Mr. Sandman, Kindly Go Away.(Previously titled: Looking in a Mirror)

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I can’t sleep. I crawled into bed, got comfy, and closed my eyes, but nothing. Not a yawn, not a flutter of fatigue, just up. My mind was too busy whirring. What was I pondering about? What keeps me up late at night?

Is it grades, you ask? Certainly not. Finals, then? Not tonight. Teenage Angst? Oh, honestly… at least try… A book! Not lately, but close enough. We’ll work with it. All I could think about was what I was going to write about next, and how I haven’t even finished this post, and I need to reformat that page, and add a new one there… Simply Put, NovelDame has the power to keep me up all night. Introductions aside, lets finish what I started; a new review:

I found a book after my own heart! Were I 20 years older, this woman and I would be good friends. The premise of So Many Books, So Little Time is to read 52 books in 52 weeks. Simple enough for any Book Lover, right? Sara Nelson documents her reads, her life, and how to two intertwine in an amazingly interesting and hardly self-centered novel that I finished last week. She is a book reviewer (a.k.a. gets PAID to read) and decides that she wants to actually keep track of this year’s book list, and does so by periodical journal entries, spaced a bit sporadically.

This is not so much the kind of book that opens new doors as it is something old and familiar, to keep readers going through their dry spells. She has a special kind of humor, and the way she feels towards her husband, sister and son all shine through the way she talks about the books she shares with them, rather than the people themselves. I can explain it no better than that, but there is a chapter in which she reads Charlotte’s Web with her son, and its rather endearing (although my memories of the book are far different, as I was forced to read it aloud for four years straight, but that doesn’t matter).

I find myself relating to her so much! One reoccurring message is the “bedside stack that never seems to get any smaller no matter what I read”. In my case, there have grown to be too many in said stack, and they now get their own bookshelf… at the very top. Sara Nelson dislikes the same authors as myself (Tom Clancy, Mary Higgins Clark, John Grisham, Robert Ludlum ) , for the same reasons (too much hype to establish a personal connection with the story. Its a Name-Brand Book). She has introduced new words to me, like “Readaholism” and “the lizard brain” which is the subconscious mind, as referred to by writers. Sara has a passion for Amazing First Sentences** as well, and she has recommended great-sounding books like Straight From the Fridge, Dad: a Dictionary of Hipster Slang, The Miracle Life of Edgar Mint, The World According to Garp and A Heartbreaking work of Staggering Genius(which currently sits on the left side of that top shelf I mentioned) and has kept me from making great literary mistakes such as Tuesdays with Morrie. I can do this book no more justice; let the quotes say everything else, as I think every avid reader can relate to or appreciate the following:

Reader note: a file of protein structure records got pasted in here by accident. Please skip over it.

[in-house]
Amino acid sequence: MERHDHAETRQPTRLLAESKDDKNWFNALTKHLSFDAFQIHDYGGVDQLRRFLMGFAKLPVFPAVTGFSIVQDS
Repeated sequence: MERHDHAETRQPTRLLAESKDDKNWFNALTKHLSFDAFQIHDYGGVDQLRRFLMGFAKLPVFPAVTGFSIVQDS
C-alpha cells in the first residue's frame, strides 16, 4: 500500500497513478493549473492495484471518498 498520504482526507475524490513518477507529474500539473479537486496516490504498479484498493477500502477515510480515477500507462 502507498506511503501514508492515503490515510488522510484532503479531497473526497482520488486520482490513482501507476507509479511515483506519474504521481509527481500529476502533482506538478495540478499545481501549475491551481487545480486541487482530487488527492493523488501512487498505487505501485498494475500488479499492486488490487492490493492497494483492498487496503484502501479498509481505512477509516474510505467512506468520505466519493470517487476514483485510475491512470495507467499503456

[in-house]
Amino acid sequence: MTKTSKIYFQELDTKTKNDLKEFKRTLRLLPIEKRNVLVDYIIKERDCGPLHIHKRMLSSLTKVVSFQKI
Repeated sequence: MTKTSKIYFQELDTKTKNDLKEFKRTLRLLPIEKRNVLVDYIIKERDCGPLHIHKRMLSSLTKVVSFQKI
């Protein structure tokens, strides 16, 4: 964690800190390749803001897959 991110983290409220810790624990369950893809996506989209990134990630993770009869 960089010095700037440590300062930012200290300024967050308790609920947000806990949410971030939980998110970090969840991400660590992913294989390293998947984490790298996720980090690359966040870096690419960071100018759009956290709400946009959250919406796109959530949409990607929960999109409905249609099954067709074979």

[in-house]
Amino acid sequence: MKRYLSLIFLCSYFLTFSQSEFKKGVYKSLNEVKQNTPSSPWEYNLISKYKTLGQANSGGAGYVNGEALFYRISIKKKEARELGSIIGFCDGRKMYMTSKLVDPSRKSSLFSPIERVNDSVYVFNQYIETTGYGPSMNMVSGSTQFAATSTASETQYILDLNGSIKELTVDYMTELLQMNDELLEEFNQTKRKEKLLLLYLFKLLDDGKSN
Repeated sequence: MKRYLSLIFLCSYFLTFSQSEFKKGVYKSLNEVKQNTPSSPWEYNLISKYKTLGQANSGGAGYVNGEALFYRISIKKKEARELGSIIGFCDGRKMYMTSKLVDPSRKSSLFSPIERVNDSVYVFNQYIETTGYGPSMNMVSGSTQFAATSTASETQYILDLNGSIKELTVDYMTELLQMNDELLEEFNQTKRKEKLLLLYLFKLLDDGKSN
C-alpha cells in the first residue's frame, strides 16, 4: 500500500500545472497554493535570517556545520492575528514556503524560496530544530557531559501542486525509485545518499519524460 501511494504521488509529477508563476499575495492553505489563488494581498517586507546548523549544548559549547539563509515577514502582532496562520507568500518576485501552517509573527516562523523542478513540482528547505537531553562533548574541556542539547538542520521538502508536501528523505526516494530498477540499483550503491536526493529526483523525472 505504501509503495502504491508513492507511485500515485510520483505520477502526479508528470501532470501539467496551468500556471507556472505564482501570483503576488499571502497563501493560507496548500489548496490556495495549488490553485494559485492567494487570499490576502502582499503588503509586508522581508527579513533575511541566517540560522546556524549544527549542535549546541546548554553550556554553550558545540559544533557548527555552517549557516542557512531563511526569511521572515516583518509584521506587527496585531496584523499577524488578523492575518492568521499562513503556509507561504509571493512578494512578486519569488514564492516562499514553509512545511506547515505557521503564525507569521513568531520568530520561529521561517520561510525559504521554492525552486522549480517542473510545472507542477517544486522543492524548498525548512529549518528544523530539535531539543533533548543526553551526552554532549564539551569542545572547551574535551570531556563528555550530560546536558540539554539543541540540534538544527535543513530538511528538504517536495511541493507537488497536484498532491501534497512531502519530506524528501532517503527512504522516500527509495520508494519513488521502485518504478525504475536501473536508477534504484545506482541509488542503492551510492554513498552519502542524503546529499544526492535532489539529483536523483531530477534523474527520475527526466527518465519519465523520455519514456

“Well, books get to me personally. They remind me of the person I was and the people I knew at the time I read them, the places I visted… I can stand at my cherry shelves and point to an obscure title… and tell you where I got it, why, and what I thought when I started reading it.”

“An occasional disagreement over a book’s merit should not be a big deal to normal people, but the people I love – and the person I am – are not normal: we’re book people.”

“When things go right in my life, I read. When things go wrong, I read more. Frustrated with work, bored with my marriage, annoyed with my kid or my friends, I escape into books.”

“(P.S. I sent [my son] to his room for disrespecting his mother, and he promptly picked up a Thornberrys books and started to, yup, read)”

“I couldn’t stop reading A Million Little Pieces partly because it is a big, fat train wreck of a book and everybody, I think, gets some sort of perverse pleasure or solace, at least, from watching someone else’s mess of a life, especially if its worse than theirs.”*

“…Betsy Lerner says that a memoirist fails the minute he or she compromises a single adjective in an effort to protect someone else’s feelings.”

*For more books along these lines, see my review on The Dollanganger Series
** The best I’ve found yet, that was NOT on her own list (pg 211 in So Little Time) was the opening line to Almost Moon, by Alice Sebold:
When all is said and done, killing my mother came easily”

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Published in: on December 6, 2007 at 12:47 am  Leave a Comment  

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